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    5 Genes Linked to Aggressive Prostate Cancer

    Study Could Lead to Test That Determines Which Patients Need Aggressive Treatment
    WebMD Health News
    Reviewed by Laura J. Martin, MD

    Aug. 16, 2011 -- Researchers in Seattle and Sweden have identified five inherited genetic markers that could help spot men with the most aggressive and deadly forms of prostate cancer.

    They say the discovery may lead to a simple blood test to help distinguish between men with prostate cancer who need aggressive treatment and those who don't.

    Overtreatment is a major concern in prostate cancer in part because the most widely used therapies -- surgery and radiation -- can cause lifelong side effects including impotence and incontinence.

    Genetic markers that can distinguish between patients with aggressive and non-aggressive prostate cancers are urgently needed, Janet L. Stanford, PhD, of the Fred Hutchinson Cancer Center tells WebMD.

    She adds that the markers identified by her research team represent the first evidence that gene variants known as single-nucleotide polymorphisms (SNPs) play a role in prostate cancer progression.

    Identifying High-Risk Patients

    SNPs are single-letter variations within the four-letter DNA alphabet. They are increasingly recognized as having an important role in disease progression.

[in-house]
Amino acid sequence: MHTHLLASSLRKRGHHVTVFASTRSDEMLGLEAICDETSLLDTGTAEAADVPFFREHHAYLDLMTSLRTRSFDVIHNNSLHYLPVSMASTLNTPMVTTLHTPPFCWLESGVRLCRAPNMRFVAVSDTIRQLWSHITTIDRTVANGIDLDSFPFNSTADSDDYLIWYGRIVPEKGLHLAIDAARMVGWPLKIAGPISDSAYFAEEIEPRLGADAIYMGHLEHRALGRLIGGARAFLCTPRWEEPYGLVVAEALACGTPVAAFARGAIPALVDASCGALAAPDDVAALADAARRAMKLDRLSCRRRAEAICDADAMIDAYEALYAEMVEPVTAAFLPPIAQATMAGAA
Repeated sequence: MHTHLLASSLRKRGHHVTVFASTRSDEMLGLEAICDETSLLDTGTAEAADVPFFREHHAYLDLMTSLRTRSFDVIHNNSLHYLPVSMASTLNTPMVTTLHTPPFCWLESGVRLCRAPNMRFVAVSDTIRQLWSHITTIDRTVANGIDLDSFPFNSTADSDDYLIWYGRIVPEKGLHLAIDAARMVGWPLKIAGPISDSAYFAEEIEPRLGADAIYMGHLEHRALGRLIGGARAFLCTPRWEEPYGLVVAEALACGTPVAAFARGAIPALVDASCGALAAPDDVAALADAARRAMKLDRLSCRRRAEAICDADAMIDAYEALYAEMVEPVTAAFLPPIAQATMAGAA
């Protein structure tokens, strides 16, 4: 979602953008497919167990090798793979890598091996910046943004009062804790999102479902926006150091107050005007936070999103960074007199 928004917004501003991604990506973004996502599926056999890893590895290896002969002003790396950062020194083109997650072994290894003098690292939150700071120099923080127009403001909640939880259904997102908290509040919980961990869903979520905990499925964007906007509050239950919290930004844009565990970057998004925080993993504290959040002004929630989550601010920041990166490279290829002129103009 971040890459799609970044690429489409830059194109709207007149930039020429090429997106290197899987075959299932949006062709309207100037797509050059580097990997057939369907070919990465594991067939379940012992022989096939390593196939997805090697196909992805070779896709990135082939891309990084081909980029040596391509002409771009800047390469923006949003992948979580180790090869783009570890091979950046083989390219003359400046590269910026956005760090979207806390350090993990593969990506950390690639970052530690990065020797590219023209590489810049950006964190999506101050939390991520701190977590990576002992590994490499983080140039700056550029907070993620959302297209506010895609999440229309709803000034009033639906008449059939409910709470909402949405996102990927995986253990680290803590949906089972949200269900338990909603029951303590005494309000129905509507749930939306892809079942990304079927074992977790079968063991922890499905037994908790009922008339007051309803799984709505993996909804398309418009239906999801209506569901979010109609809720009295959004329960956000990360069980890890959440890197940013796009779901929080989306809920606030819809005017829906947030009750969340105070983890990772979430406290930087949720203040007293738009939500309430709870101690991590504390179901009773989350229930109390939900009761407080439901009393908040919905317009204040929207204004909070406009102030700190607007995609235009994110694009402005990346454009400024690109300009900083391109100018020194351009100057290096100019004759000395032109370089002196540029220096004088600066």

"Ultimately, these markers could be used in the clinic, along with other known predictors that are used to assess tumor aggressiveness, such as a high Gleason score, to identify men with a high-risk profile," Stanford says in a news release.

    About 200,000 prostate cancers are diagnosed each year in the U.S. About 30,000 men die of the disease.

    Often prostate cancer is slow growing. Men with the disease often die of other causes before the malignancy turns deadly.

    But prostate cancer patients are usually treated with either surgery or radiation because there is no reliable way to determine if an individual patient's prostate cancer is slow growing or aggressive, William Phelps, PhD, of the American Cancer Society tells WebMD.

    In the newly published study, Stanford and colleagues analyzed DNA samples from 1,309 Seattle-based prostate cancer patients, looking for gene variants suspected of being involved in tumor progression.

    The analysis of 156 candidate genes identified 22 SNPs linked to prostate cancer-specific death.

    In a separate analysis, the researchers examined these variants in stored DNA samples from close to 2,900 prostate cancer patients in Sweden who had been followed for an average of six and a half years.

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